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Suns' Jackson accused of getting infant high, court records show

USA TODAY SPORTS logo USA TODAY SPORTS 6/21/2019 Lauren Castle

Josh Jackson holding a basketball

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The baby of Phoenix Suns forward Josh Jackson appeared to be under the influence of marijuana after spending time at Jackson's home, according to court filings from the infant's mother.

Jackson is accused of using marijuana near his 5-month-old girl, according to records in Maricopa County (Arizona) Family Court.

This comes a month after he was arrested in Florida, accused of resisting an officer arrest at a music festival. 

Marijuana is a prohibited substance in the NBA and is illegal for recreational use in Arizona. The court records do not mention Jackson being a medical marijuana patient. Medical marijuana use is legal in the state with a valid card.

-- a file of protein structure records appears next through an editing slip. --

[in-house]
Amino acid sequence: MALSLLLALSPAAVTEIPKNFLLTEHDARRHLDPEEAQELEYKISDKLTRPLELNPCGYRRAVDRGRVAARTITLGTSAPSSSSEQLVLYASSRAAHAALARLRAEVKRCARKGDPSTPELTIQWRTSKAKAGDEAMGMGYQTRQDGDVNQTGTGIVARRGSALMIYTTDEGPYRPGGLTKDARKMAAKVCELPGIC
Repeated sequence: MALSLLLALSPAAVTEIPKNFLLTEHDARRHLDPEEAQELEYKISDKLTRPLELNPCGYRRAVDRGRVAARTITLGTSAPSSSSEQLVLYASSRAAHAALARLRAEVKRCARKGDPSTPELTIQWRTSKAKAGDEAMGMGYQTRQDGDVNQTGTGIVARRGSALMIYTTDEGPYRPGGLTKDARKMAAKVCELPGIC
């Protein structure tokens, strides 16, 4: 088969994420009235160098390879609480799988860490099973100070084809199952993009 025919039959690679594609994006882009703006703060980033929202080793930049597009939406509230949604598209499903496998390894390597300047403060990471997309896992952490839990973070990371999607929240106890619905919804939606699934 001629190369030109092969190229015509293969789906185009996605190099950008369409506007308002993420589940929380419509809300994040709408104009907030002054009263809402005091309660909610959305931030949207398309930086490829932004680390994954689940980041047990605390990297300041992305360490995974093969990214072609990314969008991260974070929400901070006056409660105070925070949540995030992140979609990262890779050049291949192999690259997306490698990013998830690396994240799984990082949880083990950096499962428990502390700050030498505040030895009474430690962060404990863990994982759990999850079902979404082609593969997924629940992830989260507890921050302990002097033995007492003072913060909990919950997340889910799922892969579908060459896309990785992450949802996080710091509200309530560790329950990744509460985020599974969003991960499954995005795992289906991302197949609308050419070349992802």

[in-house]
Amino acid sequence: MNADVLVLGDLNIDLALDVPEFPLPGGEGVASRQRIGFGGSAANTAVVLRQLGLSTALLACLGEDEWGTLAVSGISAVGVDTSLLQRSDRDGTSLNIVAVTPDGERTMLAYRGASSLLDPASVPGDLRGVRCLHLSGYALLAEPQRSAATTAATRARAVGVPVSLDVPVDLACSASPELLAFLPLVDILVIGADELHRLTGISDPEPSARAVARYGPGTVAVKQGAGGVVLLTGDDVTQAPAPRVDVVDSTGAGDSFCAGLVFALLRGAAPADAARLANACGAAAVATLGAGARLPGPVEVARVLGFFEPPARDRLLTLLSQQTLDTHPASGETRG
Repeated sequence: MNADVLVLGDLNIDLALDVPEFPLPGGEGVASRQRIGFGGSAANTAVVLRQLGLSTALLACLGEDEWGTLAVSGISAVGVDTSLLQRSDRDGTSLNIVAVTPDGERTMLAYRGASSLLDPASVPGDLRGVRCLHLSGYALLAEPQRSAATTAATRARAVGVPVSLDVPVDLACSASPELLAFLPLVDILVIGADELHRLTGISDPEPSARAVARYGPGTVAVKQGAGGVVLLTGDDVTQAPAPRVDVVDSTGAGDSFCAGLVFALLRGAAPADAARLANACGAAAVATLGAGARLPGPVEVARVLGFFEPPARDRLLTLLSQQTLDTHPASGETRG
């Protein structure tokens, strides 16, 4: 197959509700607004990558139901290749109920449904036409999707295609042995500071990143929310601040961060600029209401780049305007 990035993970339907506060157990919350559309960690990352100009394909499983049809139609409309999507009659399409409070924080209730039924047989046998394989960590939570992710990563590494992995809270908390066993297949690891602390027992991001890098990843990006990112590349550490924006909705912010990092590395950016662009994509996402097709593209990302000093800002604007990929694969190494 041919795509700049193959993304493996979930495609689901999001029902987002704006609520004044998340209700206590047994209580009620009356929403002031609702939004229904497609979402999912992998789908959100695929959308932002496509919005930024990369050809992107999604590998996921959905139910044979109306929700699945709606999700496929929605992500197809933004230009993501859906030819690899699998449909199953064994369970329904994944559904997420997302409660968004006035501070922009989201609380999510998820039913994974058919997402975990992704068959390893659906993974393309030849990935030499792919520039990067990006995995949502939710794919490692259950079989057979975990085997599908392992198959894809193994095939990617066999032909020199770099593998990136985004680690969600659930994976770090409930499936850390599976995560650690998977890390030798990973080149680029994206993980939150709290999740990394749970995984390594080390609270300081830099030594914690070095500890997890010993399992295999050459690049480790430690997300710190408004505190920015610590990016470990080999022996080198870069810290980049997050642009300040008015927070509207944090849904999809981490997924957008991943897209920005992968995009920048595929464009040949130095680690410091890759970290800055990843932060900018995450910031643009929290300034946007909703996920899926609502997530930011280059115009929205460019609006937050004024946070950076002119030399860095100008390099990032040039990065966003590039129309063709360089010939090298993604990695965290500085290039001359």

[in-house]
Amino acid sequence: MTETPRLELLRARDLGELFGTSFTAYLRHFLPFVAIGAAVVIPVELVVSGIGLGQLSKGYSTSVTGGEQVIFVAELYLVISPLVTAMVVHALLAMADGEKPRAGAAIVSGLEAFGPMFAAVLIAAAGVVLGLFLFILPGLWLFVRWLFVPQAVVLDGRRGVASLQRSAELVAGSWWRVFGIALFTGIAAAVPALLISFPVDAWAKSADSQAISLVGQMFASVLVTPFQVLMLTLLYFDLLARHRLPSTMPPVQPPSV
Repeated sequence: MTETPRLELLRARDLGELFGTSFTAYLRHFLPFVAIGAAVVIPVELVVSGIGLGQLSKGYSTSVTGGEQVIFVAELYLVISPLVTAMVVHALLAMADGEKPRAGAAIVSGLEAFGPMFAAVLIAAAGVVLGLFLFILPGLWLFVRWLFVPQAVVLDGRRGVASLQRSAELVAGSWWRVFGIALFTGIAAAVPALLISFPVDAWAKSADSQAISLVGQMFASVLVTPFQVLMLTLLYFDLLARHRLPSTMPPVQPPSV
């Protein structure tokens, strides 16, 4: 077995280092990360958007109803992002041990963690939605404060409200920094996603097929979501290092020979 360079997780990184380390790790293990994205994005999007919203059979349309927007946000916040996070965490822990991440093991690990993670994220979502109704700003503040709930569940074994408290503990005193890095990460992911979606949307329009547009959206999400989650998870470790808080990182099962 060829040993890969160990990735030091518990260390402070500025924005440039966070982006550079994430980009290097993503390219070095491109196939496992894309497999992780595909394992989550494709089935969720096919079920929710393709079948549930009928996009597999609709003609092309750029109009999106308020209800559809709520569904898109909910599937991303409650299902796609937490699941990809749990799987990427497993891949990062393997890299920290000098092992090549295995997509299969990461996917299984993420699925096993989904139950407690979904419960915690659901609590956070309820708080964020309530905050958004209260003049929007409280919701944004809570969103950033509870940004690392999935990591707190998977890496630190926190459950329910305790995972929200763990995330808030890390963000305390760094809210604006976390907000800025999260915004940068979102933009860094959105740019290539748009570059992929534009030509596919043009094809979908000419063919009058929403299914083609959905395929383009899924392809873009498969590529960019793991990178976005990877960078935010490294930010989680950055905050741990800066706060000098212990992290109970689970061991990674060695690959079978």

Since January, Jackson, 22, and the child's mother, Lorena Villela, 41, have been in Family Court addressing paternity, child support and other issues involving the baby, who was born in January. 

Villela claimed she smelled marijuana multiple times when picking up her child from Jackson's home. 

The parents have repeatedly tried to seal the case from the public.

A judge ruled in March that the parents have not demonstrated why the proceedings should be closed or the records should be sealed. 

Villela, a property manager, served one month in county jail and successfully completed three years of probation after a child-abuse conviction in 2008.

Villela accused Jackson of drug use several times in a motion filed June 4 requesting drug testing. 

Jackson asked the court to seal her request for the drug test. Villela objected. The judge hasn't yet ruled on the drug test request.